There are a number of algorithms available to address the problem of estimating a) the mode of gradual deterioration as well as b) the mode of rapid deterioration in gas turbine system performance. These methods constitute MFI (Multiple Fault Isolation) and SFI (Single Fault Isolation). The former implies that all of the engine components (whose shifts in performance we are estimating) are deteriorating slowly whereas the latter implies a concession, i.e. that a rapid trend shift is most probably due to a single root cause (or perhaps two when there is an interaction or collateral damage).

Typically each form of degradation is diagnosed separately as it occurs. Often a single fault is analyzed with an MFI system because reliable SFI systems are not available. Partitioning SFI and MFI analyses is necessary because an error occurs when single faults are analyzed by MFI algorithms or conversely, when multiple faults are analyzed by SFI methods. In the former case, the single underlying cause is smeared across a plurality of faults with an attendant attenuation and possible lack of identifiability. In the latter case, the gradual degradation in multiple components is erroneously assigned to a single cause. Current diagnostic systems operate without this necessary partitioning and as a consequence do not provide reliable closure of engine performance in test cells and flight.

What is needed is a method that will bring closure between production performance, flight performance, maintenance actions, and shop performance. Preferably, such a method would separate and independently sum the rapid and gradual performance changes experienced by an engine.

SUMMARY OF THE INVENTION

Accordingly, it is an object of the present invention to provide a method for diagnosing the performance of gas turbine engines.

In accordance with the present invention, a method of performing diagnostics on a system comprises receiving a plurality of measurement parameters each corresponding to one of a plurality of parameters at a time k, forming a deviation vector from the plurality of measurement parameters, calculating an initial deviation vector from an initial fault vector, calculating a multiple fault isolation deviation vector using the initial deviation vector and the deviation vector, determining if an event is in progress using the multiple fault isolation deviation vector, performing statistical data validity to set a present inhibit flag and a past inhibit flag, and performing module performance analysis according to the present inhibit flag and said past inhibit flag.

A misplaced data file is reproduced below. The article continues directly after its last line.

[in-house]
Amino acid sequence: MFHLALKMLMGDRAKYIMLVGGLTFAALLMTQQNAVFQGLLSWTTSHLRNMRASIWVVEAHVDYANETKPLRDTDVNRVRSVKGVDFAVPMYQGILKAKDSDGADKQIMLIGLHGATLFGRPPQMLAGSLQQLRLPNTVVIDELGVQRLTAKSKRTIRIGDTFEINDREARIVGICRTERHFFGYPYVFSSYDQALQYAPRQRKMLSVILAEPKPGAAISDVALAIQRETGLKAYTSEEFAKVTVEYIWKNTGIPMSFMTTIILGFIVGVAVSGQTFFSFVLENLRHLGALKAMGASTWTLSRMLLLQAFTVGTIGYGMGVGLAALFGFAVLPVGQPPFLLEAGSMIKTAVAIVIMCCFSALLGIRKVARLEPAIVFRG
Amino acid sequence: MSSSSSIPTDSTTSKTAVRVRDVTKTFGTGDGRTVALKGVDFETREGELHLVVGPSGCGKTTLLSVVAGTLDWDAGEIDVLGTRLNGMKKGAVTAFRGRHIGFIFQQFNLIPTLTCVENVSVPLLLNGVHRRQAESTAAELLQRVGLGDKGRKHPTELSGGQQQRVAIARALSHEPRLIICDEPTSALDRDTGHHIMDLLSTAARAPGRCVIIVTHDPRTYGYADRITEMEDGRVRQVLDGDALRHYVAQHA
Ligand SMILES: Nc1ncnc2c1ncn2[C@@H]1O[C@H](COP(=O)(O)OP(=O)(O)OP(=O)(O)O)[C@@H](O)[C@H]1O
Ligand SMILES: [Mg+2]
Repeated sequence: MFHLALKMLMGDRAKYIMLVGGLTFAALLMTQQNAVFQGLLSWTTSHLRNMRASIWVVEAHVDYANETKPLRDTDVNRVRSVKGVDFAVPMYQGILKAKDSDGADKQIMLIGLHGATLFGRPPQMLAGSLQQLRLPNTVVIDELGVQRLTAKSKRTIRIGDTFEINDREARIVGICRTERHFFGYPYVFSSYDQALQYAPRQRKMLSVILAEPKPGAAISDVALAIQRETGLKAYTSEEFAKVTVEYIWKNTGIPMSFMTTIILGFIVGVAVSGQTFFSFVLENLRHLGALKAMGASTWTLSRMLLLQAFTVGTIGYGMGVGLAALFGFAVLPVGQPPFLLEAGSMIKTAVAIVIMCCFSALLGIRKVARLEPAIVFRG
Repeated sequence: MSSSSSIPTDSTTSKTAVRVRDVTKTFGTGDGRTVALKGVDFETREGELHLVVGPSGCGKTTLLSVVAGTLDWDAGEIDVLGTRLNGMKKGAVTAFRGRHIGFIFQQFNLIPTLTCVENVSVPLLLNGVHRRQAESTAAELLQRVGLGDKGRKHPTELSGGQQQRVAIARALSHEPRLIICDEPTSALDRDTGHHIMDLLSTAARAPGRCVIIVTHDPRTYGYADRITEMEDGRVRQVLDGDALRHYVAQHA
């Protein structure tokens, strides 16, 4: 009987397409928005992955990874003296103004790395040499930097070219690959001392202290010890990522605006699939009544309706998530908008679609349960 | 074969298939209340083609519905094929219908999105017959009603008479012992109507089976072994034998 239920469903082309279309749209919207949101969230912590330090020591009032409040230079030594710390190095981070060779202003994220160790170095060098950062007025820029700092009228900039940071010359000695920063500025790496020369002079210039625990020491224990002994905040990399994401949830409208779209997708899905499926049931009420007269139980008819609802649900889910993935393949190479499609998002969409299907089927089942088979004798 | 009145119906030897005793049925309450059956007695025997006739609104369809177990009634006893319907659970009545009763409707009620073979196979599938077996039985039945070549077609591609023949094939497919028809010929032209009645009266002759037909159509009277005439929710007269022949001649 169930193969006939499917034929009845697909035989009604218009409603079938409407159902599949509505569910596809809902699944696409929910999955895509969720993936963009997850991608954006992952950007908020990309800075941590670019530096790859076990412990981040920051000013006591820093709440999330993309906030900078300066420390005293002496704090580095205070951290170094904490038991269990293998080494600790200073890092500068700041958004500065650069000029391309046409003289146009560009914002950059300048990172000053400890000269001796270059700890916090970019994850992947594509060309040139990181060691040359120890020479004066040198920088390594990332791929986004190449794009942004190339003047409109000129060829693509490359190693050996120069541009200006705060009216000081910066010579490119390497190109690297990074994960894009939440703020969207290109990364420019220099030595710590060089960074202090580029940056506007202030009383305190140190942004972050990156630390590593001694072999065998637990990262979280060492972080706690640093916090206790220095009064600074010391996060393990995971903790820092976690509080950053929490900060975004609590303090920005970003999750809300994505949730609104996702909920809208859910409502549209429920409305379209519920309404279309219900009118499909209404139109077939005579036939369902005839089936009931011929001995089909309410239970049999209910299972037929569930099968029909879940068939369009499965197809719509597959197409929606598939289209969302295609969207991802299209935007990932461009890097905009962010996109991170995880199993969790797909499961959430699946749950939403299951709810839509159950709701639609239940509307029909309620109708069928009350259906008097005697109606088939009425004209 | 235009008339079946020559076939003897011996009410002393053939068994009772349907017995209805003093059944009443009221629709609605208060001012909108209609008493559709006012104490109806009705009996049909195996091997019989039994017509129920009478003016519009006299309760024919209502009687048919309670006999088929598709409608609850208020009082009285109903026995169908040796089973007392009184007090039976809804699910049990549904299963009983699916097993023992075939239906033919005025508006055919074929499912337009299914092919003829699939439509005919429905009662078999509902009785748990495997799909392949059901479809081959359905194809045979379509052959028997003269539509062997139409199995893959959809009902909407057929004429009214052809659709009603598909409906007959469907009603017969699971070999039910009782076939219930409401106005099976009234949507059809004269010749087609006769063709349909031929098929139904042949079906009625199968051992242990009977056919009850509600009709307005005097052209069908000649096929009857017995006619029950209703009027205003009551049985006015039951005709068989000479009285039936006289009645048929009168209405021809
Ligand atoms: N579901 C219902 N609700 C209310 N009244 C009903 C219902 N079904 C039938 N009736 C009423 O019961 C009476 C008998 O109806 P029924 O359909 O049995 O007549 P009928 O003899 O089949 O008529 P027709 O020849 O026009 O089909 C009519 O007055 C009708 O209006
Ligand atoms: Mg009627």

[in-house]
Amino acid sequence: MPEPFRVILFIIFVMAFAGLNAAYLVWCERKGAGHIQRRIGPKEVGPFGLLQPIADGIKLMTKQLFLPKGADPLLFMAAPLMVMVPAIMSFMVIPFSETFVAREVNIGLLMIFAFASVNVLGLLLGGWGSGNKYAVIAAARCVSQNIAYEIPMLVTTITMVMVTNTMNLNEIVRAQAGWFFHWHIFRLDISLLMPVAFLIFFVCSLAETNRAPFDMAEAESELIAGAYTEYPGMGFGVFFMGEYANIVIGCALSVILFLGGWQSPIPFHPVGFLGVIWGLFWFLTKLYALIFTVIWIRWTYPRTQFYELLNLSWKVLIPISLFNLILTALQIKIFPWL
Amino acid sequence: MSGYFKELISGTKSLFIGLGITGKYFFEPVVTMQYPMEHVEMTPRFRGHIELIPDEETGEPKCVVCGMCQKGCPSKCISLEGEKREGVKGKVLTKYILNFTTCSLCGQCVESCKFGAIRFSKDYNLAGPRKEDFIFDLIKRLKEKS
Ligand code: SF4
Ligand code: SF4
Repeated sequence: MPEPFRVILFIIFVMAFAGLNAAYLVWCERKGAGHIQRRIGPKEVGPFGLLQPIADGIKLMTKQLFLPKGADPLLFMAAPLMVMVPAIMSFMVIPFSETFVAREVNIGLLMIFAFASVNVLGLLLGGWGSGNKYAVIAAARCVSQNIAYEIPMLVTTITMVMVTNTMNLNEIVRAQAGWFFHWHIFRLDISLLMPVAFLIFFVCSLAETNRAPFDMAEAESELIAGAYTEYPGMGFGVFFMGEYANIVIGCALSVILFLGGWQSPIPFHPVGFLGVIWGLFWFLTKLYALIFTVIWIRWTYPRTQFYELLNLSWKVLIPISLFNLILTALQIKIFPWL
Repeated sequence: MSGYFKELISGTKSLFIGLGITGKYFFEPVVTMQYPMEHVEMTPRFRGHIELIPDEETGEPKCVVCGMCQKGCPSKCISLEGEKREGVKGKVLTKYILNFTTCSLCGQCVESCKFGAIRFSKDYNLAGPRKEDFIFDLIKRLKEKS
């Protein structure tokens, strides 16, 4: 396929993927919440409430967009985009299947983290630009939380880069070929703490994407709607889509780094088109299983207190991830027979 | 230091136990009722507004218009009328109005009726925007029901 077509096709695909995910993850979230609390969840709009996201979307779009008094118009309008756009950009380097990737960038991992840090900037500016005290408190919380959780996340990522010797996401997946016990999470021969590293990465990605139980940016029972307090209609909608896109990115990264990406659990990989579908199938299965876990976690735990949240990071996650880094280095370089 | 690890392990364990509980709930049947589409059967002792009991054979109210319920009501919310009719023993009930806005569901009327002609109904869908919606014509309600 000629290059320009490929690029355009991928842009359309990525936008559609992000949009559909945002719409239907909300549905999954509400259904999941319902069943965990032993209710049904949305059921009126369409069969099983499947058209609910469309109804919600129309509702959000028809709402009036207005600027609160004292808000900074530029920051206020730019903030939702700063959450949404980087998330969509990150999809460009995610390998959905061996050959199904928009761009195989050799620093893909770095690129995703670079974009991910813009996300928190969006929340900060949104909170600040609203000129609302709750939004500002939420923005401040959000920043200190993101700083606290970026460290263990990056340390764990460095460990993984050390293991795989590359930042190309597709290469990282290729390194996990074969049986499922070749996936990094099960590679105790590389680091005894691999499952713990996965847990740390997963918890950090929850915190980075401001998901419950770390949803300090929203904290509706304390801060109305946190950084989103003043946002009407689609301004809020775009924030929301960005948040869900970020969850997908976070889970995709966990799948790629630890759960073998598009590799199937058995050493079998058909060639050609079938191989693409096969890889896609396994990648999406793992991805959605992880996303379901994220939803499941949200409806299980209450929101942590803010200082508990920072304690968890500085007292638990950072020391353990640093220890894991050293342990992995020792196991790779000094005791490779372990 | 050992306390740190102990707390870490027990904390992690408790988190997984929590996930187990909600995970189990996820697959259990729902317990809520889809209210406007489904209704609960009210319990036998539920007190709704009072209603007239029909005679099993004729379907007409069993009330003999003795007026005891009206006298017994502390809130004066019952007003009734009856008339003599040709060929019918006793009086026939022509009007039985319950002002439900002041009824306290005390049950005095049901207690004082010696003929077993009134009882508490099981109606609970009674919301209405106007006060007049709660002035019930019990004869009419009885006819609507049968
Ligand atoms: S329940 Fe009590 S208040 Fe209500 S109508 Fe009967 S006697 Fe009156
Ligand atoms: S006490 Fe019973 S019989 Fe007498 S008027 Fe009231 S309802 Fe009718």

In accordance with the present invention, a method of performing diagnostics on a system comprises receiving a plurality of measurement parameters, each corresponding to one of a plurality of parameters at a time k1, forming a deviation vector from the plurality of measurement parameters, calculating an initial deviation vector from an initial fault vector, calculating a multiple fault isolation deviation vector using the initial deviation vector and the deviation vector, determining if an event is in progress using the multiple fault isolation deviation vector, and performing module performance analysis.

BRIEF DESCRIPTION OF THE DRAWINGS

FIG. 1—A logic diagram of the parameter data normalization of the present invention.

FIG. 2—A diagram of the composition of the total deviation vector of the present invention.

FIG. 3—A diagram of the composition of the total deviation vector of the present invention graphically annotated with the derivation of additional variables of import.

FIG. 4—A logic diagram of the pre-Module Performance Analysis (MPA) steps of the present invention.

FIG. 5—A logic diagram of the Module Performance Analysis steps of the present invention.

DETAILED DESCRIPTION OF THE PREFERRED EMBODIMENT(S)

The methodology of the present invention allows for both the MFI and SFI processes to operate in concert with one another, automatically, and without corruptive interaction. The cause of a rapid mode of deterioration is isolated quickly so as to avoid a major effect on fleet operations. While described with exemplary reference to an engine, the methodology of the present invention is not so limited. Rather, the present invention is broadly drawn to encompass any system comprised of a plurality of interoperating subsystems or modules that may be measured and quantified during operation.

Performance Diagnostics determines how engine system and sensor system performance differ from a chosen reference state. Although this reference state can be any user specified level, it is customary to track performance relative to a production level engine, the engine's initial state, or an operator's initial fleet engine average. Whatever the reference, the primary data supporting the system will be the form of measurements deltas (from that reference). For example, a pre-process to calculate basic Measurements Δs would normalize raw gas path parameter data, generate an equivalent reference parameter value and compute the percent delta between them, as illustrated in FIG. 1. As illustrated, measured parameter data is pre-processed in a data normalization step 11 to produce corrected parameter values, PCorr. The data normalization step 11 preferably receives as an input environmental variables. The environmental variables are likewise inputs to reference engine model 13. Reference engine model 13 outputs the expected baseline parameter measurements, PBase, for a reference engine operating under similar conditions as the engine being monitored. The PCorr and the PBase are combined to produce a ΔBasic.